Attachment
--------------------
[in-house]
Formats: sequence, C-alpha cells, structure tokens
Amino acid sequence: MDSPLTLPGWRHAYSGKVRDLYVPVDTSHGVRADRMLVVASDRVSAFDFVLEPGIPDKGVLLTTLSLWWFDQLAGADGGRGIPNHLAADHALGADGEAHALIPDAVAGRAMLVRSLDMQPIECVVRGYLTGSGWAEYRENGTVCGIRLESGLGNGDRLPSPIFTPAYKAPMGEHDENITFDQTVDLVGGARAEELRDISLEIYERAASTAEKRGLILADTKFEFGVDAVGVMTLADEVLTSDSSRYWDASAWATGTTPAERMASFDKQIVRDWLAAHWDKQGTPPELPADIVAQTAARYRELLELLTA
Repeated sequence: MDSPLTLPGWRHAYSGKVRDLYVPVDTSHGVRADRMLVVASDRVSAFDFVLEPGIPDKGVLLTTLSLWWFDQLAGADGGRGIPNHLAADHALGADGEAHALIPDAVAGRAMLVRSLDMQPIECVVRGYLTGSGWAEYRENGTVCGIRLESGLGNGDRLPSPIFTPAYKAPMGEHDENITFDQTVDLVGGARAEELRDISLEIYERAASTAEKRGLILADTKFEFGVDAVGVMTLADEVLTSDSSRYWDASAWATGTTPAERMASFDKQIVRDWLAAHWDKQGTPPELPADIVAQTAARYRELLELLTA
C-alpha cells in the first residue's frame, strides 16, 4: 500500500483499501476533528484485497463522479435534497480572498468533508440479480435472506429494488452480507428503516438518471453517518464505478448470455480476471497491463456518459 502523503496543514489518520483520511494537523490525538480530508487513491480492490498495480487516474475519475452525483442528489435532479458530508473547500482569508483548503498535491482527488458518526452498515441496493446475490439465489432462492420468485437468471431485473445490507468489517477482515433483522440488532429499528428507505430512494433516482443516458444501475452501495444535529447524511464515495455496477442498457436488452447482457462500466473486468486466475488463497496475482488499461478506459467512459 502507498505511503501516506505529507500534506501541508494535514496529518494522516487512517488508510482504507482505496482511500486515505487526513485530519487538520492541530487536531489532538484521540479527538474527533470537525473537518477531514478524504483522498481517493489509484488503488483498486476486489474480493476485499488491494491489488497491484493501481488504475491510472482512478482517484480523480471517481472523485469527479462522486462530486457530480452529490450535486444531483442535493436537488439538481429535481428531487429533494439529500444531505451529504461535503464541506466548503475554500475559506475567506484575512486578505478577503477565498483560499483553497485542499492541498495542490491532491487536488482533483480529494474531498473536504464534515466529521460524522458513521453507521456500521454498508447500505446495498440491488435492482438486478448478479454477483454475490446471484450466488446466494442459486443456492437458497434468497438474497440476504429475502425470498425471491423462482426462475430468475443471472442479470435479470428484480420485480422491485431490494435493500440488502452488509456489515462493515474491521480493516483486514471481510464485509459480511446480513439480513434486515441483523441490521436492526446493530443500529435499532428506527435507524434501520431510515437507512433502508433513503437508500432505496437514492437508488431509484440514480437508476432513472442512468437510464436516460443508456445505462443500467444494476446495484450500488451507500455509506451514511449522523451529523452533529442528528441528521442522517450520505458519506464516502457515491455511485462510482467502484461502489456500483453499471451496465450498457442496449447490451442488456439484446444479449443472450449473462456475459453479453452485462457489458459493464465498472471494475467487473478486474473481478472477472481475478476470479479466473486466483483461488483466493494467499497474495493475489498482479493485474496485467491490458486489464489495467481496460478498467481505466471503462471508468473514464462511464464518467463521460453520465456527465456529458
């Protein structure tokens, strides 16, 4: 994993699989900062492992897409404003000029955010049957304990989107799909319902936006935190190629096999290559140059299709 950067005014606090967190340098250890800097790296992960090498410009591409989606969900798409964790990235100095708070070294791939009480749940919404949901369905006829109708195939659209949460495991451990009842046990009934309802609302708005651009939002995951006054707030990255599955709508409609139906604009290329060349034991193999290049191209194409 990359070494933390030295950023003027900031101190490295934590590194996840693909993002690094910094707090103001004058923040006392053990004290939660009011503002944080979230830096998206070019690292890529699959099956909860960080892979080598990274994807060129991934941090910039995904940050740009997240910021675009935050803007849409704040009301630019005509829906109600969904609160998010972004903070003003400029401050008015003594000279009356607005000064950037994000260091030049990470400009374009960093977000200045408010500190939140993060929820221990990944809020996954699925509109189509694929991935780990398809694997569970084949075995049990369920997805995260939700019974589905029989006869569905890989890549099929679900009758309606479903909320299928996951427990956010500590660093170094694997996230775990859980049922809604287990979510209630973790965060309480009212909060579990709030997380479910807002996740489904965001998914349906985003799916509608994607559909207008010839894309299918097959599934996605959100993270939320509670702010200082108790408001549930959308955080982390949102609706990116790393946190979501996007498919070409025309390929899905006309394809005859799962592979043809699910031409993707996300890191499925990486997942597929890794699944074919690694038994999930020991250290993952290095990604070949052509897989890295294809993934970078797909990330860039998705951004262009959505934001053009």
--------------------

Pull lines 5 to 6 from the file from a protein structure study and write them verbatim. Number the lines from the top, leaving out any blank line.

C-alpha cells in the first residue's frame, strides 16, 4: 500500500483499501476533528484485497463522479435534497480572498468533508440479480435472506429494488452480507428503516438518471453517518464505478448470455480476471497491463456518459 502523503496543514489518520483520511494537523490525538480530508487513491480492490498495480487516474475519475452525483442528489435532479458530508473547500482569508483548503498535491482527488458518526452498515441496493446475490439465489432462492420468485437468471431485473445490507468489517477482515433483522440488532429499528428507505430512494433516482443516458444501475452501495444535529447524511464515495455496477442498457436488452447482457462500466473486468486466475488463497496475482488499461478506459467512459 502507498505511503501516506505529507500534506501541508494535514496529518494522516487512517488508510482504507482505496482511500486515505487526513485530519487538520492541530487536531489532538484521540479527538474527533470537525473537518477531514478524504483522498481517493489509484488503488483498486476486489474480493476485499488491494491489488497491484493501481488504475491510472482512478482517484480523480471517481472523485469527479462522486462530486457530480452529490450535486444531483442535493436537488439538481429535481428531487429533494439529500444531505451529504461535503464541506466548503475554500475559506475567506484575512486578505478577503477565498483560499483553497485542499492541498495542490491532491487536488482533483480529494474531498473536504464534515466529521460524522458513521453507521456500521454498508447500505446495498440491488435492482438486478448478479454477483454475490446471484450466488446466494442459486443456492437458497434468497438474497440476504429475502425470498425471491423462482426462475430468475443471472442479470435479470428484480420485480422491485431490494435493500440488502452488509456489515462493515474491521480493516483486514471481510464485509459480511446480513439480513434486515441483523441490521436492526446493530443500529435499532428506527435507524434501520431510515437507512433502508433513503437508500432505496437514492437508488431509484440514480437508476432513472442512468437510464436516460443508456445505462443500467444494476446495484450500488451507500455509506451514511449522523451529523452533529442528528441528521442522517450520505458519506464516502457515491455511485462510482467502484461502489456500483453499471451496465450498457442496449447490451442488456439484446444479449443472450449473462456475459453479453452485462457489458459493464465498472471494475467487473478486474473481478472477472481475478476470479479466473486466483483461488483466493494467499497474495493475489498482479493485474496485467491490458486489464489495467481496460478498467481505466471503462471508468473514464462511464464518467463521460453520465456527465456529458
């Protein structure tokens, strides 16, 4: 994993699989900062492992897409404003000029955010049957304990989107799909319902936006935190190629096999290559140059299709 950067005014606090967190340098250890800097790296992960090498410009591409989606969900798409964790990235100095708070070294791939009480749940919404949901369905006829109708195939659209949460495991451990009842046990009934309802609302708005651009939002995951006054707030990255599955709508409609139906604009290329060349034991193999290049191209194409 990359070494933390030295950023003027900031101190490295934590590194996840693909993002690094910094707090103001004058923040006392053990004290939660009011503002944080979230830096998206070019690292890529699959099956909860960080892979080598990274994807060129991934941090910039995904940050740009997240910021675009935050803007849409704040009301630019005509829906109600969904609160998010972004903070003003400029401050008015003594000279009356607005000064950037994000260091030049990470400009374009960093977000200045408010500190939140993060929820221990990944809020996954699925509109189509694929991935780990398809694997569970084949075995049990369920997805995260939700019974589905029989006869569905890989890549099929679900009758309606479903909320299928996951427990956010500590660093170094694997996230775990859980049922809604287990979510209630973790965060309480009212909060579990709030997380479910807002996740489904965001998914349906985003799916509608994607559909207008010839894309299918097959599934996605959100993270939320509670702010200082108790408001549930959308955080982390949102609706990116790393946190979501996007498919070409025309390929899905006309394809005859799962592979043809699910031409993707996300890191499925990486997942597929890794699944074919690694038994999930020991250290993952290095990604070949052509897989890295294809993934970078797909990330860039998705951004262009959505934001053009």